The church of All Saints is one of three medieval churches grouped at the crossroads of the medieval city. Probably a pre-Conquest foundation (Leland mentions it as already existing in 1066), the church has been enlarged and altered over successive centuries. The graceful tower and cupola replaced an earlier one, and was begun in 1712. It is an odd mixture of Gothic and Classical forms. It was completed in 1717. The cupola was rebuilt in 1807 by Luke Henwood, the City Surveyor. The tower was further restored in 1930 and 1972. Since 1973 the parish was joined with Christ Church and the church has developed a new life as a Diocesan Education and Resource Centre. It is generally not open to the public, although the interior can be glimpsed through the glazed west doors.
The pictures above show the enclosed site. The principle entrance was on Corn Street and the present west entrance is Victorian. When Thomas Paty rebuilt the House of the Guild of Kalendars over the north-west corner of the church in 1782, he also rebuilt the remaining north wall of the aisle shown above left squeezed between the tower and Paty's Coffee House. Over the south-west corner of the church was The Parsonage or Glebe House, which still survives (picture right). Two small windows open into the wider C15 south aisle inside the church which was also the chapel of the Kalendars. A very small lane runs around the south and east sides of the church, but has been gated to prevent access in recent years.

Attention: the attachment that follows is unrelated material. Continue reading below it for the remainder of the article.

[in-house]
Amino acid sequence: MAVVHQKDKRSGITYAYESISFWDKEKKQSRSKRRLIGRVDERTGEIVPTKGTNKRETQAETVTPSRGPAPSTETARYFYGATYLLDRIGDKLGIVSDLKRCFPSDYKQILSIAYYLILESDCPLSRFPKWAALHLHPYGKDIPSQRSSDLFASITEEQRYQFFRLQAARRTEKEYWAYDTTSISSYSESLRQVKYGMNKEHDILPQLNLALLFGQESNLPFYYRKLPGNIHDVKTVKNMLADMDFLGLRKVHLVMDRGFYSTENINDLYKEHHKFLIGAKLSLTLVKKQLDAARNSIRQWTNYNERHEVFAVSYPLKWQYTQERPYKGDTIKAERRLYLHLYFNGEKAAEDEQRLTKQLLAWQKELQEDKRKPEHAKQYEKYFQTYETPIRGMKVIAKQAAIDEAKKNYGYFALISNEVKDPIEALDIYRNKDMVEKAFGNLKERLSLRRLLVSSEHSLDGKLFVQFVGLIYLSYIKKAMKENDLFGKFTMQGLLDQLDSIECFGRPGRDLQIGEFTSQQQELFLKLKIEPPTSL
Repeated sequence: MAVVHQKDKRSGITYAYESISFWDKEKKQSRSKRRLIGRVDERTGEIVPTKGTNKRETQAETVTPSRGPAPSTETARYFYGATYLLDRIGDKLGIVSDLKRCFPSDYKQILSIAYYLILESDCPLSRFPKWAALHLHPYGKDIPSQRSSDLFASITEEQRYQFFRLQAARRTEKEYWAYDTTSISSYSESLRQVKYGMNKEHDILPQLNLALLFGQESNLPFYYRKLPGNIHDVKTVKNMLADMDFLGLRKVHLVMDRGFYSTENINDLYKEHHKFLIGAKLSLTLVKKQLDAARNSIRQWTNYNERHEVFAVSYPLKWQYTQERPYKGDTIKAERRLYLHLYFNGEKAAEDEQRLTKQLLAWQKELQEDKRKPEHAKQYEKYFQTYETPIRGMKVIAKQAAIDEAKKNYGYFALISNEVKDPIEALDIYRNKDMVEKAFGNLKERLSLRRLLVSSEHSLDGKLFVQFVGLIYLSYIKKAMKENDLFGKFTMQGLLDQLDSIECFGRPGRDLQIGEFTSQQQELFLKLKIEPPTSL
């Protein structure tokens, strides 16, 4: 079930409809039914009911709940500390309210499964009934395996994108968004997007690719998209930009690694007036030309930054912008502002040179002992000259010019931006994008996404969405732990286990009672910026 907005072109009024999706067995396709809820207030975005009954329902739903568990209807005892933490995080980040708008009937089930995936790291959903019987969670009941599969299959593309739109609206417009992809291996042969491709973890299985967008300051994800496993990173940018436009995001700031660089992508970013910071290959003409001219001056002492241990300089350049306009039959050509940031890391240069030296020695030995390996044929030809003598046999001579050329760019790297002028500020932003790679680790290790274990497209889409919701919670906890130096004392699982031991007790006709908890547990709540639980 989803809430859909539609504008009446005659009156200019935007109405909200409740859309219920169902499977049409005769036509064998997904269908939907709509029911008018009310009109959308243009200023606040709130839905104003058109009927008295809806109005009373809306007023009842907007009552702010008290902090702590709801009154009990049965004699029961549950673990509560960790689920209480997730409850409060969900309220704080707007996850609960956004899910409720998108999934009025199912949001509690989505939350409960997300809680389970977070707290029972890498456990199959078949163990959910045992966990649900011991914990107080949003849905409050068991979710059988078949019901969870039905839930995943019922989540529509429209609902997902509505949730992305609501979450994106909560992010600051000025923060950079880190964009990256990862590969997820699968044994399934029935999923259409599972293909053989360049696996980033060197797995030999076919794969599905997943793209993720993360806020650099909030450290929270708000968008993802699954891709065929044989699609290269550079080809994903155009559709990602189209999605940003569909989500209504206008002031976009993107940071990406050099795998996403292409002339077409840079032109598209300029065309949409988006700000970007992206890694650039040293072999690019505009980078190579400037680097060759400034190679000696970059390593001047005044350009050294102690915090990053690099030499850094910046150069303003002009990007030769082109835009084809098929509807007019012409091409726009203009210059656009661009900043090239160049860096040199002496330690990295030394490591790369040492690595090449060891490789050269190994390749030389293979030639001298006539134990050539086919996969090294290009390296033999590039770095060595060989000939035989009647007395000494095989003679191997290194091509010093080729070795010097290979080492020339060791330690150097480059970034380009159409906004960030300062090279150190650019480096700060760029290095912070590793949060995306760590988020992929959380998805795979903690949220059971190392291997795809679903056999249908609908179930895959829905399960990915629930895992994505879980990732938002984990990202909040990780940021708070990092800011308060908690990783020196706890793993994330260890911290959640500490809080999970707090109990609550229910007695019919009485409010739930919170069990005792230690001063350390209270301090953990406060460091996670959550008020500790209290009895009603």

The two west bays of the arcades date from c1140, the majority of the rest was rebuilt in the C15 Perpendicular style c1430-50, with tall three-bayed arcades and wider aisles. The main roof dates from c1900 and replaced a flat ceiling. The chancel was much rebuilt in 1850 when it was shortened by six feet to recreate an east window. (The original walled up window survived in the building to the east for many years). The fine sedilia date from c1900 too.
Many fittings remain largely in situ among the later bookcases and tables. The font is a big bulky neo-Norman effort but the pulpit also of stone may in part be C15, but reworked by the Victorians with panelled tracery and a base with angel corbels. The stairs are less fortunate in design.
At the east end of the south aisle is the huge reredos type standing monument to the Bristol philanthropist and benefactor, Edward Colston; less of a hero today, he made much of his fortune by the transportation of slaves from Africa to the Carribean and New World. He died in 1721 and is shown in a fine marble effigy by Rysbrack. A list of his charities occupies much of the inscription. the large window behind has stained glass by Sir Henry Holiday, 1907.
The archive picture (left) comes from the collection of Rev. D.Cawley, used with permission, and shows the church interior shortly before it closed.
Page updated 29th May 2009
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